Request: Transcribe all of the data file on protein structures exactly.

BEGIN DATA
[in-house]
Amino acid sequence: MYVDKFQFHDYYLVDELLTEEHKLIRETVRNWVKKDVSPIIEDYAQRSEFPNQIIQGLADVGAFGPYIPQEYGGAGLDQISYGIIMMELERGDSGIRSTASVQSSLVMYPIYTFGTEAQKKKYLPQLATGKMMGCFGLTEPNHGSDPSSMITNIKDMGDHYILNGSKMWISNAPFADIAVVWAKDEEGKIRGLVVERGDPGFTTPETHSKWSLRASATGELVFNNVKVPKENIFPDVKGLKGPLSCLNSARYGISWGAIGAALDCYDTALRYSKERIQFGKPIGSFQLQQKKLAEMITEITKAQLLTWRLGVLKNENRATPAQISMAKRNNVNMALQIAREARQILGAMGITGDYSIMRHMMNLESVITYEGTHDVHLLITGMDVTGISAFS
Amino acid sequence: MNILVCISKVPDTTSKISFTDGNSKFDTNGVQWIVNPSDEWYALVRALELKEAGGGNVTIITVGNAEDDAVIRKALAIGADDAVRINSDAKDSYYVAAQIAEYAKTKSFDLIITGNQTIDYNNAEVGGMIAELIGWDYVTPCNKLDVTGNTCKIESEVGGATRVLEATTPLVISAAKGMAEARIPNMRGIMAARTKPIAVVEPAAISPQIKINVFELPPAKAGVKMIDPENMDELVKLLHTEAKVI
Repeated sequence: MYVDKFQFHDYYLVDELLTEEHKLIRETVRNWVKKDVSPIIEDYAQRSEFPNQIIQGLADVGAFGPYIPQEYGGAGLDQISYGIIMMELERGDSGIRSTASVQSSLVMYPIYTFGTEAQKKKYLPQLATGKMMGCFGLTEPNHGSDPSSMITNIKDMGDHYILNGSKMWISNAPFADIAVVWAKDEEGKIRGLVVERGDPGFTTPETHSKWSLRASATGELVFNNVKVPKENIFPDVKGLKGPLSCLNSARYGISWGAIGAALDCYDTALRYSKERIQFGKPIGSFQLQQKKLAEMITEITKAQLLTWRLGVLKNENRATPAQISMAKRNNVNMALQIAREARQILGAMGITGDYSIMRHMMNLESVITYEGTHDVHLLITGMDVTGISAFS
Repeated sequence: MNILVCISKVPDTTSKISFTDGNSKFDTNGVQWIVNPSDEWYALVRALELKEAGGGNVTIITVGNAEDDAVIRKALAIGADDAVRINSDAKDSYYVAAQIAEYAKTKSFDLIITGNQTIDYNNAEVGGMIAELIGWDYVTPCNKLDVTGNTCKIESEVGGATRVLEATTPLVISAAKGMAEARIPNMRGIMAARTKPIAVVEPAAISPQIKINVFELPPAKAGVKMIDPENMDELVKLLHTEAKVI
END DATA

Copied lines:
[in-house]
Amino acid sequence: MYVDKFQFHDYYLVDELLTEEHKLIRETVRNWVKKDVSPIIEDYAQRSEFPNQIIQGLADVGAFGPYIPQEYGGAGLDQISYGIIMMELERGDSGIRSTASVQSSLVMYPIYTFGTEAQKKKYLPQLATGKMMGCFGLTEPNHGSDPSSMITNIKDMGDHYILNGSKMWISNAPFADIAVVWAKDEEGKIRGLVVERGDPGFTTPETHSKWSLRASATGELVFNNVKVPKENIFPDVKGLKGPLSCLNSARYGISWGAIGAALDCYDTALRYSKERIQFGKPIGSFQLQQKKLAEMITEITKAQLLTWRLGVLKNENRATPAQISMAKRNNVNMALQIAREARQILGAMGITGDYSIMRHMMNLESVITYEGTHDVHLLITGMDVTGISAFS
Amino acid sequence: MNILVCISKVPDTTSKISFTDGNSKFDTNGVQWIVNPSDEWYALVRALELKEAGGGNVTIITVGNAEDDAVIRKALAIGADDAVRINSDAKDSYYVAAQIAEYAKTKSFDLIITGNQTIDYNNAEVGGMIAELIGWDYVTPCNKLDVTGNTCKIESEVGGATRVLEATTPLVISAAKGMAEARIPNMRGIMAARTKPIAVVEPAAISPQIKINVFELPPAKAGVKMIDPENMDELVKLLHTEAKVI
Repeated sequence: MYVDKFQFHDYYLVDELLTEEHKLIRETVRNWVKKDVSPIIEDYAQRSEFPNQIIQGLADVGAFGPYIPQEYGGAGLDQISYGIIMMELERGDSGIRSTASVQSSLVMYPIYTFGTEAQKKKYLPQLATGKMMGCFGLTEPNHGSDPSSMITNIKDMGDHYILNGSKMWISNAPFADIAVVWAKDEEGKIRGLVVERGDPGFTTPETHSKWSLRASATGELVFNNVKVPKENIFPDVKGLKGPLSCLNSARYGISWGAIGAALDCYDTALRYSKERIQFGKPIGSFQLQQKKLAEMITEITKAQLLTWRLGVLKNENRATPAQISMAKRNNVNMALQIAREARQILGAMGITGDYSIMRHMMNLESVITYEGTHDVHLLITGMDVTGISAFS
Repeated sequence: MNILVCISKVPDTTSKISFTDGNSKFDTNGVQWIVNPSDEWYALVRALELKEAGGGNVTIITVGNAEDDAVIRKALAIGADDAVRINSDAKDSYYVAAQIAEYAKTKSFDLIITGNQTIDYNNAEVGGMIAELIGWDYVTPCNKLDVTGNTCKIESEVGGATRVLEATTPLVISAAKGMAEARIPNMRGIMAARTKPIAVVEPAAISPQIKINVFELPPAKAGVKMIDPENMDELVKLLHTEAKVI